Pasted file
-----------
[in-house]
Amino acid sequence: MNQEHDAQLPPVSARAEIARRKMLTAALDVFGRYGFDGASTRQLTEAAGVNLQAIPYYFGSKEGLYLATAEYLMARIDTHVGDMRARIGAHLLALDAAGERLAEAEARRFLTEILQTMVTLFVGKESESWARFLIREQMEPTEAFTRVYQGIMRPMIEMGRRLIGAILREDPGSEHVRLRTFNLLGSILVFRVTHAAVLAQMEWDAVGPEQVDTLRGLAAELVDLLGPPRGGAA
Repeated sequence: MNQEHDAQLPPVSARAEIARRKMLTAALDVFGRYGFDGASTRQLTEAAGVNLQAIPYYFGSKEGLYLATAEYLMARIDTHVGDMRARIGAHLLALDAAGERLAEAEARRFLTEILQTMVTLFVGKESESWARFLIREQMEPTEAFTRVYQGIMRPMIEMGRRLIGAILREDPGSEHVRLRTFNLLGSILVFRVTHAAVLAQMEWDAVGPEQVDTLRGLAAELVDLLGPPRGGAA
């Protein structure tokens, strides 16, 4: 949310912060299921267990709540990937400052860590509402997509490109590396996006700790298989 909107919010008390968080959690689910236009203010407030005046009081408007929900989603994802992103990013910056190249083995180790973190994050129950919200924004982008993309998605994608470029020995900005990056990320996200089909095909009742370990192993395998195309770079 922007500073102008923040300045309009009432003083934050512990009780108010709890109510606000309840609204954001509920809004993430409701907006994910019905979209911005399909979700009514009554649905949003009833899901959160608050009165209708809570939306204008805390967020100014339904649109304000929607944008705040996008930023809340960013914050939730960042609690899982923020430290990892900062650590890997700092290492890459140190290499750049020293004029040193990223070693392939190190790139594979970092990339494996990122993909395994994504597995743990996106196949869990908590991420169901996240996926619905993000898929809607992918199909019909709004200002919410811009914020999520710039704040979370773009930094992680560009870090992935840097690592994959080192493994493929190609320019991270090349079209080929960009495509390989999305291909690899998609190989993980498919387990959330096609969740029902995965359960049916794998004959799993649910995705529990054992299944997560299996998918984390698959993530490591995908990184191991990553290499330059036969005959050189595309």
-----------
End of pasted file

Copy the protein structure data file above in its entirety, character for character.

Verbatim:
[in-house]
Amino acid sequence: MNQEHDAQLPPVSARAEIARRKMLTAALDVFGRYGFDGASTRQLTEAAGVNLQAIPYYFGSKEGLYLATAEYLMARIDTHVGDMRARIGAHLLALDAAGERLAEAEARRFLTEILQTMVTLFVGKESESWARFLIREQMEPTEAFTRVYQGIMRPMIEMGRRLIGAILREDPGSEHVRLRTFNLLGSILVFRVTHAAVLAQMEWDAVGPEQVDTLRGLAAELVDLLGPPRGGAA
Repeated sequence: MNQEHDAQLPPVSARAEIARRKMLTAALDVFGRYGFDGASTRQLTEAAGVNLQAIPYYFGSKEGLYLATAEYLMARIDTHVGDMRARIGAHLLALDAAGERLAEAEARRFLTEILQTMVTLFVGKESESWARFLIREQMEPTEAFTRVYQGIMRPMIEMGRRLIGAILREDPGSEHVRLRTFNLLGSILVFRVTHAAVLAQMEWDAVGPEQVDTLRGLAAELVDLLGPPRGGAA
């Protein structure tokens, strides 16, 4: 949310912060299921267990709540990937400052860590509402997509490109590396996006700790298989 909107919010008390968080959690689910236009203010407030005046009081408007929900989603994802992103990013910056190249083995180790973190994050129950919200924004982008993309998605994608470029020995900005990056990320996200089909095909009742370990192993395998195309770079 922007500073102008923040300045309009009432003083934050512990009780108010709890109510606000309840609204954001509920809004993430409701907006994910019905979209911005399909979700009514009554649905949003009833899901959160608050009165209708809570939306204008805390967020100014339904649109304000929607944008705040996008930023809340960013914050939730960042609690899982923020430290990892900062650590890997700092290492890459140190290499750049020293004029040193990223070693392939190190790139594979970092990339494996990122993909395994994504597995743990996106196949869990908590991420169901996240996926619905993000898929809607992918199909019909709004200002919410811009914020999520710039704040979370773009930094992680560009870090992935840097690592994959080192493994493929190609320019991270090349079209080929960009495509390989999305291909690899998609190989993980498919387990959330096609969740029902995965359960049916794998004959799993649910995705529990054992299944997560299996998918984390698959993530490591995908990184191991990553290499330059036969005959050189595309």